Human lives at stake

Eric Watson Bradley County Sheriff
Posted 10/1/17

The offense of human trafficking is in the news, both nationally and internationally. It is a grim reality in our part of the world.

One of the ways to fight this criminal enterprise is to …

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Human lives at stake

Posted

The offense of human trafficking is in the news, both nationally and internationally. It is a grim reality in our part of the world.

One of the ways to fight this criminal enterprise is to learn as much about it as possible. The Bradley County Sheriff’s Office works to educate our residents about this problem, especially since we live in an area that has been and can be a prime location for human trafficking.

Human trafficking is a serious crime, and an increasing number of localities are working together to eradicate it. Interstate 75 runs through the center of Bradley County, with many plusses — ease of travel for citizens; it’s good for business; it opens the gateway to our region’s beautiful mountains, rivers and lakes.

On the negative side, it provides ease of travel for human traffickers that prey on men, women and children.

I mentioned in a recent article that Bradley County is included in an area that has a total population of almost 700,000 people. Add the travelers up and down the interstate and other roadways that span Tennessee and North Georgia, and the potential for criminal activity is very high.

Here is what we have learned about the subject in the past few years. Human trafficking is clearly modern-day slavery, where people are threatened and coerced into working or providing services, like a servant or prostitute. Often these people are “trafficked” (moved or transported) to another country first. The “trafficked” people may receive only what is necessary to live, such as food, water and shelter, while the money earned by their work goes to the “traffickers” who control them. More often than not, these people are drug addicts, with their addiction used to steer their actions and behavior by those traffickers. Human traffickers can use drugs as “bait” to recruit people by saying things like, “Come hang out with us, you can have all the drugs you want.”

I mentioned last week how drugs and other criminal activity, such as burglary and theft, are connected. In this instance, trafficking of illegal drugs and human trafficking often tend to happen together.

Drug traffickers may also be transporting people as another source of money. Human traffickers may also force their victims to smuggle drugs across borders.

There are ways to spot a potential human trafficking situation. These are certainly not the only ways to tell if a person is being trafficked however, they often lead to that valid conclusion.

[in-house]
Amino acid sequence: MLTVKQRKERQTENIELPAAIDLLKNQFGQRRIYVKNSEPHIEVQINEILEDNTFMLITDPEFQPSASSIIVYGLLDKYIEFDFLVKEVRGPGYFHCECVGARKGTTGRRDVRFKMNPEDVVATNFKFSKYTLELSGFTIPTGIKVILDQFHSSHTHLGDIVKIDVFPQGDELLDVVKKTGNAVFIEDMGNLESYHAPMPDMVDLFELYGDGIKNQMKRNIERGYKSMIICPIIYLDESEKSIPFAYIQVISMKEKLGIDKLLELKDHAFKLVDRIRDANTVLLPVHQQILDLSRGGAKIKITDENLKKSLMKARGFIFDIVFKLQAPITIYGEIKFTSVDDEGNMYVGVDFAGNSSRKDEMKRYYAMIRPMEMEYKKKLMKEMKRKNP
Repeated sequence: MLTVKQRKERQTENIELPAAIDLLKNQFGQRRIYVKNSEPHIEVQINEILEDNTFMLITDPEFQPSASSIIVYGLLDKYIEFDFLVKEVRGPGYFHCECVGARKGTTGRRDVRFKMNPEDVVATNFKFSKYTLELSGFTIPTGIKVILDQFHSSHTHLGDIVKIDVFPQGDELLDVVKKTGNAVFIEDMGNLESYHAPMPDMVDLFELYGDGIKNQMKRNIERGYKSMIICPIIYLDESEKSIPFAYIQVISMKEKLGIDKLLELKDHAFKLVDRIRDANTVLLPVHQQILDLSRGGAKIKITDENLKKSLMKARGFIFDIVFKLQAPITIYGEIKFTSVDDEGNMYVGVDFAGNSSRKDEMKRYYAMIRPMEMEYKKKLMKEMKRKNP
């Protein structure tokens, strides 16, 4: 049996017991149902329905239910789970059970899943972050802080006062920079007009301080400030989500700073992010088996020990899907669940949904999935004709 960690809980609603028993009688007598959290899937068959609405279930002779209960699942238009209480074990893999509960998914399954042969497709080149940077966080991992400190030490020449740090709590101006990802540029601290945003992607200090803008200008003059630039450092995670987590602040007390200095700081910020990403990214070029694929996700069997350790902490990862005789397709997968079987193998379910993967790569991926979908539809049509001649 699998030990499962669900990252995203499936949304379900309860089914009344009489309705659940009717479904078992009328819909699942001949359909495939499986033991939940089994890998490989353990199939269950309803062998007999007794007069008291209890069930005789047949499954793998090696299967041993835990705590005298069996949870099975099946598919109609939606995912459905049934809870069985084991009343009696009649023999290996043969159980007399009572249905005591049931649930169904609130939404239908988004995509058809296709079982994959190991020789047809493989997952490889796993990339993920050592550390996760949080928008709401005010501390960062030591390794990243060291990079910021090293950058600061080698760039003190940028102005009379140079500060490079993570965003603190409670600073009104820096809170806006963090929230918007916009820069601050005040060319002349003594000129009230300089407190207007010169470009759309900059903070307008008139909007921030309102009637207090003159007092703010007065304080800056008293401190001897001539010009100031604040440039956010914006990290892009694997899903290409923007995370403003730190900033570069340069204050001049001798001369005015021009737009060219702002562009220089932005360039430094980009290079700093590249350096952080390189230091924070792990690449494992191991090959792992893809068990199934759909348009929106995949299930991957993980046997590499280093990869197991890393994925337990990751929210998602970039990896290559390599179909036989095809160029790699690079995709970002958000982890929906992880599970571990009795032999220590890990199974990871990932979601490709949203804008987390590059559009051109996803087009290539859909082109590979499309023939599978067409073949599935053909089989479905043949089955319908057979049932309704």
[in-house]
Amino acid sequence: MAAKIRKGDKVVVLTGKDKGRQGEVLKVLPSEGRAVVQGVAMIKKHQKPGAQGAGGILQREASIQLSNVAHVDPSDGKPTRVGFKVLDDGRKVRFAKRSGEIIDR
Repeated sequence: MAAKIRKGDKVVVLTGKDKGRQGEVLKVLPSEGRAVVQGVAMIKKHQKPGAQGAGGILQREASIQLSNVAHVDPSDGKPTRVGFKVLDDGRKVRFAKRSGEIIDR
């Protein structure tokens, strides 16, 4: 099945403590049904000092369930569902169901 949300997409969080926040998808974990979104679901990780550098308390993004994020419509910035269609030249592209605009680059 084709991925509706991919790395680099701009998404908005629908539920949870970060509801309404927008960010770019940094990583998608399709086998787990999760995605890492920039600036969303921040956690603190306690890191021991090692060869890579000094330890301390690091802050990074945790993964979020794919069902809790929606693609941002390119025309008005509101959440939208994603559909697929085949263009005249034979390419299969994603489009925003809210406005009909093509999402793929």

A person being trafficked may have unusual injuries or an illness. They may not be able to talk to someone without a third person being present — so the trafficked person cannot speak openly and honestly about what is happening to them. They cannot choose where they live, and someone else keeps their identification cards, passport, visas and such.

Human trafficking arrests and criminal prosecution of such cases take place regularly in Tennessee. So far, in 2017, there have been high-profile investigations and arrests made in places as diverse as Nashville, Williamson County and DeKalb County.

The Bradley County Sheriff’s Office is on constant lookout for prostitution and drug offenders, and prosecutes these cases vigorously. People who call these “victimless crimes” just do not know what they are talking about at all.

All criminal activity results in victims. It is our desire to prosecute those who wish to harm others, while protecting those who have, or could, fall prey to criminal activity. With that, let me take this opportunity to bring to you the Mission Statement of the Bradley County Sheriff’s Office. I feel strongly about what it says; in that it covers what we seek to do:

“It is the vision of the Bradley County Sheriff’s Office to be a leader in public safety, community service and crime prevention. We will strive to develop the community policing philosophy of building partnerships and problem solving methods with our residents. It is the goal and purpose of our deputies that Bradley County is an enjoyable and safe community in which to live, work and visit.”

I am pleased to say your Bradley County Sheriff’s Office employs the very best Patrol, Criminal Investigations and Corrections officers anywhere. Add to that the folks that handle maintenance and other tasks, as we operate a jail and workhouse facility night and day.

I can truly say, as a community, we are blessed. The BCSO is ready to serve all citizens, 24 hours a day, every day!

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